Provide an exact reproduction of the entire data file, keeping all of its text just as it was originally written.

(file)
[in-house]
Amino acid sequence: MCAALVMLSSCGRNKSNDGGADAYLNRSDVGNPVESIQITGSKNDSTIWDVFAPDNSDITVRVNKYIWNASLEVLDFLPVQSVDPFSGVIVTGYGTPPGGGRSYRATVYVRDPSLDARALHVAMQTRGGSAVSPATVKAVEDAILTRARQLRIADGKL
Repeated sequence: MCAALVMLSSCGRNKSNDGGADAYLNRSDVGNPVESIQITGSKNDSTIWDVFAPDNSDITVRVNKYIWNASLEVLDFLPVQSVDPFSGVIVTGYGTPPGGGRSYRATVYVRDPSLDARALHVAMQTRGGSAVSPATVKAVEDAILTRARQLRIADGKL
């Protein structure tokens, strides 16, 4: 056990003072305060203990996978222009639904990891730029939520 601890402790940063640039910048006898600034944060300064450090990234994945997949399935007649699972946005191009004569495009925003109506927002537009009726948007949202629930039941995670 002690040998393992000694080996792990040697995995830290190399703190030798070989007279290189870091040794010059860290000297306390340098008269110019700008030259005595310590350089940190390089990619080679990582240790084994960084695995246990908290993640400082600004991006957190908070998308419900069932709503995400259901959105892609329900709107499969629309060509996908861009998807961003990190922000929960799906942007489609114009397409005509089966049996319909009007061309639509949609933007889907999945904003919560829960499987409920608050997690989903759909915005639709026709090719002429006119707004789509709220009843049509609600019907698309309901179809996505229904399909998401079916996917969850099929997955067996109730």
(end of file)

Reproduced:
[in-house]
Amino acid sequence: MCAALVMLSSCGRNKSNDGGADAYLNRSDVGNPVESIQITGSKNDSTIWDVFAPDNSDITVRVNKYIWNASLEVLDFLPVQSVDPFSGVIVTGYGTPPGGGRSYRATVYVRDPSLDARALHVAMQTRGGSAVSPATVKAVEDAILTRARQLRIADGKL
Repeated sequence: MCAALVMLSSCGRNKSNDGGADAYLNRSDVGNPVESIQITGSKNDSTIWDVFAPDNSDITVRVNKYIWNASLEVLDFLPVQSVDPFSGVIVTGYGTPPGGGRSYRATVYVRDPSLDARALHVAMQTRGGSAVSPATVKAVEDAILTRARQLRIADGKL
């Protein structure tokens, strides 16, 4: 056990003072305060203990996978222009639904990891730029939520 601890402790940063640039910048006898600034944060300064450090990234994945997949399935007649699972946005191009004569495009925003109506927002537009009726948007949202629930039941995670 002690040998393992000694080996792990040697995995830290190399703190030798070989007279290189870091040794010059860290000297306390340098008269110019700008030259005595310590350089940190390089990619080679990582240790084994960084695995246990908290993640400082600004991006957190908070998308419900069932709503995400259901959105892609329900709107499969629309060509996908861009998807961003990190922000929960799906942007489609114009397409005509089966049996319909009007061309639509949609933007889907999945904003919560829960499987409920608050997690989903759909915005639709026709090719002429006119707004789509709220009843049509609600019907698309309901179809996505229904399909998401079916996917969850099929997955067996109730």